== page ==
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Visiting Cambridge

Kosher Food

One can often find a selection of Kosher provisions at the following establishments in Cambridge. Kosher restaurants and supermarkets are located in Brookline – see list below.

Disclaimer: Please make your own inquiries directly with the establishments regarding Kosher supervision and standards. All dairy is non-cholov yisroel unless stated otherwise. We do not provide certification or take responsibility for accuracy.


MIT offers a Kosher meal plan in MIT Maseeh Dining Hall for MIT cardholders.

Non Meal Plan Pricing and Hours

Lunch- $11, 11am-3pm
Dinner- $14, 5pm-9pm

JP LICKS – 1312 Massachusetts Ave: Challah / Ice cream

TRADER JOE’S – 748 Memorial Drive: Kosher chicken and provisions

STAR MARKET – Porter Square: Kosher chicken and provisions

BROADWAY MARKETPLACE – 468 Broadway Street: Challah

Caterers and Restaurants in Brookline:

Kosher Supermarket: The Butcherie

Catering by Andrew – Provides Hotel and Office Catering

Café Eilat – Pizza (Cholov Yisroel) and Sushi

Kupel’s Bakery

Milk Street Cafe – Cafe Fare, Downtown Boston

Pure Cold Press – Juice and Salad Bar (Cholov Yisroel)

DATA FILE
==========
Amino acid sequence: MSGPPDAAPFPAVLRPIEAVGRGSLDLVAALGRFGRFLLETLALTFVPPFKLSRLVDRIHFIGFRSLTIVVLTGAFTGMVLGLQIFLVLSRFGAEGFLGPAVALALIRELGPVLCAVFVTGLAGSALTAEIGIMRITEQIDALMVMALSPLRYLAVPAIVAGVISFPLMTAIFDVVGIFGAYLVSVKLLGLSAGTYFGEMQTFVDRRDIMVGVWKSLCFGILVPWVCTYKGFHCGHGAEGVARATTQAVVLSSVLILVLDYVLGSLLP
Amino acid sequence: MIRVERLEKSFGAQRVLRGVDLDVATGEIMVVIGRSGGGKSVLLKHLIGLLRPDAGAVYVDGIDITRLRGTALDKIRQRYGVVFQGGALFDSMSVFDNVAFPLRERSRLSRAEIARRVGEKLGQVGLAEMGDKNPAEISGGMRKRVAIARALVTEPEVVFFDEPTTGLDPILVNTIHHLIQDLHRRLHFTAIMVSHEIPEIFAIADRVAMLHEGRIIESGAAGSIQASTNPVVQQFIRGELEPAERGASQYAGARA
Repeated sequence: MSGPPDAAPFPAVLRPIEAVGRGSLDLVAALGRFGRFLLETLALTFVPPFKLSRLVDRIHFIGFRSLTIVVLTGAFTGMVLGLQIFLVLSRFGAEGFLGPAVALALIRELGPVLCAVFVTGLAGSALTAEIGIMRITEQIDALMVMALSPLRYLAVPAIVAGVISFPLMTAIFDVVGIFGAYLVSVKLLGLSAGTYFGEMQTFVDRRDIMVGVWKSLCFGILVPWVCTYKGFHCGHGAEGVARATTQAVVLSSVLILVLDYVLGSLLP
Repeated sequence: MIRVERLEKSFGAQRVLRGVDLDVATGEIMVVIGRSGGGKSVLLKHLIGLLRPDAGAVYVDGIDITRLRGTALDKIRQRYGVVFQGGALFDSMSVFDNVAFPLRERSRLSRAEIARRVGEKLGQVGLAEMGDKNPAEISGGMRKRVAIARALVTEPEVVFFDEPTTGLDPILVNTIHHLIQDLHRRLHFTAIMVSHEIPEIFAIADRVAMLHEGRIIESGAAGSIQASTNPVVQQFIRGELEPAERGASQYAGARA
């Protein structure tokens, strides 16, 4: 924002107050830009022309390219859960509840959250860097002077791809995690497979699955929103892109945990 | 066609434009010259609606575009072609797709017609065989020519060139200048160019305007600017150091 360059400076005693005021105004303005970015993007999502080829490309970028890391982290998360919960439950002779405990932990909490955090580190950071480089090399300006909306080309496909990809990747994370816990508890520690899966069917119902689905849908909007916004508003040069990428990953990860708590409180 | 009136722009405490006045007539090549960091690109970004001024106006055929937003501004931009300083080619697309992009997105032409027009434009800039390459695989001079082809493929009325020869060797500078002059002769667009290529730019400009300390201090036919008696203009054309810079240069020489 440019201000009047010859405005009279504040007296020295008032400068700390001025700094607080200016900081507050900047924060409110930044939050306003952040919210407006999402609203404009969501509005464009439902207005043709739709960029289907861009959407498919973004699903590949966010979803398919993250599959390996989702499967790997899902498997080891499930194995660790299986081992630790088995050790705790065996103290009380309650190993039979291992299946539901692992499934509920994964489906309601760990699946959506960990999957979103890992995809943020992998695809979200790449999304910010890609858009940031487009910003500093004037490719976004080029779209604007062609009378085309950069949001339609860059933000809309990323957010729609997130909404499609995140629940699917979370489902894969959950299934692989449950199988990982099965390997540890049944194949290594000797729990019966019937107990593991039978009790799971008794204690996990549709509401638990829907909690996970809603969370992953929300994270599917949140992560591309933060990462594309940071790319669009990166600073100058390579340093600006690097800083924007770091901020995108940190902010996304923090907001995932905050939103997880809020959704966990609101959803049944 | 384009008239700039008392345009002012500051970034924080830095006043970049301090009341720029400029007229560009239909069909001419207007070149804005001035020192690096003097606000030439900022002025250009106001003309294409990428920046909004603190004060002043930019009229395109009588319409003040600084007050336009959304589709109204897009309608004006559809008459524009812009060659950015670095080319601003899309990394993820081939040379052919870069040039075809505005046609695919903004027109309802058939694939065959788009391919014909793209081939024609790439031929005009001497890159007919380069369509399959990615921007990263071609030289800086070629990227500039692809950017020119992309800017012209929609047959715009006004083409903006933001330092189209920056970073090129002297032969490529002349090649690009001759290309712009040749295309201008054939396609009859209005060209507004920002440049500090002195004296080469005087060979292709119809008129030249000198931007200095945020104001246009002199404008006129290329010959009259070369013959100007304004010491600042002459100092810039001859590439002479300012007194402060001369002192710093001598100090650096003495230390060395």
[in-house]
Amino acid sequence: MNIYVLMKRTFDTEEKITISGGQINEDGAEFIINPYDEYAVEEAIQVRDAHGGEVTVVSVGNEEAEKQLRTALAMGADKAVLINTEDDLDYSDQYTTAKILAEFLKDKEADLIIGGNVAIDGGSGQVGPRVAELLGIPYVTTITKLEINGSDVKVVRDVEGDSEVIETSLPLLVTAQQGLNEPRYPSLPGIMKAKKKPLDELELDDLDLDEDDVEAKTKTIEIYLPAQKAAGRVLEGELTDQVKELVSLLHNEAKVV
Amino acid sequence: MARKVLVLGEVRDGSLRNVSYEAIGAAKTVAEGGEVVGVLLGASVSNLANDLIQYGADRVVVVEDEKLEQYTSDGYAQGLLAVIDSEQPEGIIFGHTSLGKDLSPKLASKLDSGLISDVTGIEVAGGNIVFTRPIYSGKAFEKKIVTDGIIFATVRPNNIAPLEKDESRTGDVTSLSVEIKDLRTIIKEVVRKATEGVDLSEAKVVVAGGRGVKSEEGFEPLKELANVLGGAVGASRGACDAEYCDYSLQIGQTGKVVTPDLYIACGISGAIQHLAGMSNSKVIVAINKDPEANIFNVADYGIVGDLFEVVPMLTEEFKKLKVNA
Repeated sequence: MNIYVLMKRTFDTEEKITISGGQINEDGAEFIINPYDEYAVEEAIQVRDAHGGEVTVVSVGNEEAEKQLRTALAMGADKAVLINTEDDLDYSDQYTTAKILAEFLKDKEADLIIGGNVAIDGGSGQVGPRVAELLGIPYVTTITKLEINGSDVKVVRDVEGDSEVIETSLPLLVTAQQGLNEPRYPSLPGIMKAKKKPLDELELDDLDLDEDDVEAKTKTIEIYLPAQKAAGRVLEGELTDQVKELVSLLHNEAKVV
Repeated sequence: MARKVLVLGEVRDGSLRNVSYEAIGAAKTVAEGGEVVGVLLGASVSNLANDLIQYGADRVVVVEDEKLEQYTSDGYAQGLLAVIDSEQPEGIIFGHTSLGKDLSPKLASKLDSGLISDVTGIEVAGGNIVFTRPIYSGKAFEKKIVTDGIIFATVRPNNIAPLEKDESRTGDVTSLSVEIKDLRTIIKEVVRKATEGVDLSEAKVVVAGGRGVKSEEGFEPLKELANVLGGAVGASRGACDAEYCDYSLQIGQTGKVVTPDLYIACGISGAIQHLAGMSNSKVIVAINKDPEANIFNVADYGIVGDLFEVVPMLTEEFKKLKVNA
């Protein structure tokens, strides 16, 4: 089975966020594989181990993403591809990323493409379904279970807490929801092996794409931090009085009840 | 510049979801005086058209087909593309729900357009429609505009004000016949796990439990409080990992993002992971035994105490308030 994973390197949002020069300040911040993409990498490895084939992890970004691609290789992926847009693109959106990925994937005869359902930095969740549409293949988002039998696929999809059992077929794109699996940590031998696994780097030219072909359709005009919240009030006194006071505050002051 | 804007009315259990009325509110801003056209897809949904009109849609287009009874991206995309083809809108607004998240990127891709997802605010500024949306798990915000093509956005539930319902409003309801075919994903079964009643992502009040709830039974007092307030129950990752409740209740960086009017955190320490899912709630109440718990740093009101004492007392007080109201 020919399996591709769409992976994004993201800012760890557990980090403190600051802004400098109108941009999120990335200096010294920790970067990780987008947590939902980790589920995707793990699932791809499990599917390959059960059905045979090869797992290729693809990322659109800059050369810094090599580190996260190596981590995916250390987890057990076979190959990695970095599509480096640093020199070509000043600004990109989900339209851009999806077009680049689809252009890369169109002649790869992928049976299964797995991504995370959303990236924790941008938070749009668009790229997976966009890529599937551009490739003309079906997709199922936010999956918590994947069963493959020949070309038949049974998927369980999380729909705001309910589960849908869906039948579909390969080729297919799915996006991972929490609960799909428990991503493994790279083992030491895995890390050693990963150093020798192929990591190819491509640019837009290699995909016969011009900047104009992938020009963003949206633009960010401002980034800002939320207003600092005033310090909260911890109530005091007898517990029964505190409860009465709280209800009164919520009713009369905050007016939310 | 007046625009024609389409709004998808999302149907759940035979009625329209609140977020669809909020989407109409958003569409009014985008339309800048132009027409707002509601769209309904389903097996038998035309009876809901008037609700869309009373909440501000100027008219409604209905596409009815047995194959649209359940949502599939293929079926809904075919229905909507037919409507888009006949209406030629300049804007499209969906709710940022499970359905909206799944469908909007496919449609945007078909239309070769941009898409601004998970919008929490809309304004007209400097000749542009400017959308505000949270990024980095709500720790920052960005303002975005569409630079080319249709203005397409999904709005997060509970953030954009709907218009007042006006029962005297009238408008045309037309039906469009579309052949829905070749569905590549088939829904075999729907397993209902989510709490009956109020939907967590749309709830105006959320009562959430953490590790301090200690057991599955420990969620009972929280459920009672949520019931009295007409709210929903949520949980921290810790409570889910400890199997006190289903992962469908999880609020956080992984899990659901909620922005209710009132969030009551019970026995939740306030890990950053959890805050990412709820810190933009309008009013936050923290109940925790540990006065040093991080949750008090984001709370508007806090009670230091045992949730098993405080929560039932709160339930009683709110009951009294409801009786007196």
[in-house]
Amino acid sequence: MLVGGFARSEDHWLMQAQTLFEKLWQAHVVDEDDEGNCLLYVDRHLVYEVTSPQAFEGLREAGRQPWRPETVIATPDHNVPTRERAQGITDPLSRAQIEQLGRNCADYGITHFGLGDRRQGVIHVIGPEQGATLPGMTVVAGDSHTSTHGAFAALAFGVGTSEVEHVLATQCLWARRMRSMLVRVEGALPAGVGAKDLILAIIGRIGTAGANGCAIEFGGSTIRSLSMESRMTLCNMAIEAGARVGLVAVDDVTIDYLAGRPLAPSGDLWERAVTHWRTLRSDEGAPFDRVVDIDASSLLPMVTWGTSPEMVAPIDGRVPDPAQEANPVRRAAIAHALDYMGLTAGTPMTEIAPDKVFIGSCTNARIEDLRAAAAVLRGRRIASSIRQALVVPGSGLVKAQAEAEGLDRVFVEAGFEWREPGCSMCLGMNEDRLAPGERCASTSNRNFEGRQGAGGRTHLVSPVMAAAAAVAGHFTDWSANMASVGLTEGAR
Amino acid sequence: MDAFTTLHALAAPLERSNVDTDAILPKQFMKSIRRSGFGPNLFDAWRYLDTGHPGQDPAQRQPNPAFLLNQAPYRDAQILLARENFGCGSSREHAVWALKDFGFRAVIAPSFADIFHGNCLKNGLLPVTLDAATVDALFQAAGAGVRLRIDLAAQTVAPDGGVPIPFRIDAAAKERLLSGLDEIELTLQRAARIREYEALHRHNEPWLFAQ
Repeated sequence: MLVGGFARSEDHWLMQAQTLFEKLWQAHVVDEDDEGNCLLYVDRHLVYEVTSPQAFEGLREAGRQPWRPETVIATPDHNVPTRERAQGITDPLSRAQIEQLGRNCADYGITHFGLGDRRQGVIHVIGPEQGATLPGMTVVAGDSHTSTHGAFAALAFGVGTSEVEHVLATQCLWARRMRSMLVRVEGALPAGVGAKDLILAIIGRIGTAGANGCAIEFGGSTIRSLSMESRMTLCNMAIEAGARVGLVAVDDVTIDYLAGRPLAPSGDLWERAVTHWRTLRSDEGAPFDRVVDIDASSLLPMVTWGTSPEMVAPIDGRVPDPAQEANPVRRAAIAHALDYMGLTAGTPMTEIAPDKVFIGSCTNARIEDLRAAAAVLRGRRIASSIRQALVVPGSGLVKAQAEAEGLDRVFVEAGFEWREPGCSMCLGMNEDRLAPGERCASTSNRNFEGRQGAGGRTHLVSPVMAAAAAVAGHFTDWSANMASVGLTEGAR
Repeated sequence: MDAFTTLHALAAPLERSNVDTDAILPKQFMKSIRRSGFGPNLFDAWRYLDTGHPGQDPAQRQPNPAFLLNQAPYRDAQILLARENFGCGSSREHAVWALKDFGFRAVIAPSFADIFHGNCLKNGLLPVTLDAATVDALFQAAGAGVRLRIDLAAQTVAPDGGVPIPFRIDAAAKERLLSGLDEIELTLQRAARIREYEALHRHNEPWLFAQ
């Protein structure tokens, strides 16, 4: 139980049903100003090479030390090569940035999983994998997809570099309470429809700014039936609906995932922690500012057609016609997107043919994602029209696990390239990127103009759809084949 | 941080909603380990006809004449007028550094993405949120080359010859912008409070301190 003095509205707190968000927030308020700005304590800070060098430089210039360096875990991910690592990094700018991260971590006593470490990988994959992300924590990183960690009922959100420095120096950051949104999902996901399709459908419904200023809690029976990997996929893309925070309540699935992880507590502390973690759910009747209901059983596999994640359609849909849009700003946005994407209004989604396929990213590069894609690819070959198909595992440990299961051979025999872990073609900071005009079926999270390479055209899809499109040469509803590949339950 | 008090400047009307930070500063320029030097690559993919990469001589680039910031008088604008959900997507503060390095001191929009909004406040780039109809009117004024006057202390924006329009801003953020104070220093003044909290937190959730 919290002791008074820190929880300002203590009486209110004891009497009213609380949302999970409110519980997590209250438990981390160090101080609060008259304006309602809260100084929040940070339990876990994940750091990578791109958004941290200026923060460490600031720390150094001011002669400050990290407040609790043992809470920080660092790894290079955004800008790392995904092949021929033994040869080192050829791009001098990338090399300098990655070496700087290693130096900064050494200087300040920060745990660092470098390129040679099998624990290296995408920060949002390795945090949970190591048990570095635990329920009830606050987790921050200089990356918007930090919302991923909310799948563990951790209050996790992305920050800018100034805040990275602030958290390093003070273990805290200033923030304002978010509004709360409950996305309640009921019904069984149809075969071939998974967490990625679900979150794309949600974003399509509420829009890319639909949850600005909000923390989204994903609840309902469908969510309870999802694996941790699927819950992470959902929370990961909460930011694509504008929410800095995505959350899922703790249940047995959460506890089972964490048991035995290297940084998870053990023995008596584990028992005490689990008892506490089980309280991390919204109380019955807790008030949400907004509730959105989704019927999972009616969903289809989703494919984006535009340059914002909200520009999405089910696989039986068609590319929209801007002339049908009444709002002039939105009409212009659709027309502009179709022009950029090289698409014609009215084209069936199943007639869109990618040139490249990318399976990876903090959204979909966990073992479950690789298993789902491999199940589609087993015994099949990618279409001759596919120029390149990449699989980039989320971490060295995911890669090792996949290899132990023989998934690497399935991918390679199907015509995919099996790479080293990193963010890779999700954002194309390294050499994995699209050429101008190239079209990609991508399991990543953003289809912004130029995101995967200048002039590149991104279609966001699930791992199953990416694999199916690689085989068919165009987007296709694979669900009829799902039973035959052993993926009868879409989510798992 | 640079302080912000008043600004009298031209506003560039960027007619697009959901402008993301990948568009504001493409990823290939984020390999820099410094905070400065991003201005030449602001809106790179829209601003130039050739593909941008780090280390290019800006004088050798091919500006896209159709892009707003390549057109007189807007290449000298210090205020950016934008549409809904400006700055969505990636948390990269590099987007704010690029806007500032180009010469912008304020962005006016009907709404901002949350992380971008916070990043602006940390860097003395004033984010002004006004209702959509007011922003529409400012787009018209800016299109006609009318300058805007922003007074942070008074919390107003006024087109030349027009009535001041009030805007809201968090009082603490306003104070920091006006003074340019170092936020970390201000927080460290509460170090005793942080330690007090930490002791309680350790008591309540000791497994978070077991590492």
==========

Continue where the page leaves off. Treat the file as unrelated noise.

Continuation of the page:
Rami’s – Falafel and Schwarma

The Kosher Wok – Chinese Food

Veggie Crust Brookline – Dairy (Cholov Yisroel) and Indian

Vittorio’s Grill – Burgers and Sandwiches


(Times are walking distances to MIT Chabad)

Le Méridien Cambridge – 5 min

Hotel Veritas – 16 min

Courtyard Boston Cambridge – Marriott – 17 min

The Kendall Hotel - 18 min

The Hyatt Regency - 19 min

DoubleTree Suites – 20 min (Across the river, and outside of the Eruv.)

Marriott Cambridge - 22 min

Harvard Square Hotel – 25 min

Charles Hotel – 26 min

Sheraton Commander – 30 min

Bed and Breakfasts:

Prospect Place - 7 min

A Friendly Inn – 23 min

Irving House at Harvard (B&B) – 23 min

Harding House – 11min


The North Charles Community Eruv, Inc. is a non-profit organization that maintains an Eruv district, encompassing parts of Cambridge and Somerville. An eruv is a bounded space within which Jews who adhere to traditional religious law can “carry” objects in public spaces on the Sabbath, something they are normally prohibited from doing. “Carrying” in this context includes everything from toting bags to pushing strollers and wheelchairs to wearing knapsacks. An eruv therefore is of great benefit to families with small children, the elderly, and the disabled.

To check the status of the eruv, click here.

Cambridge Eruv
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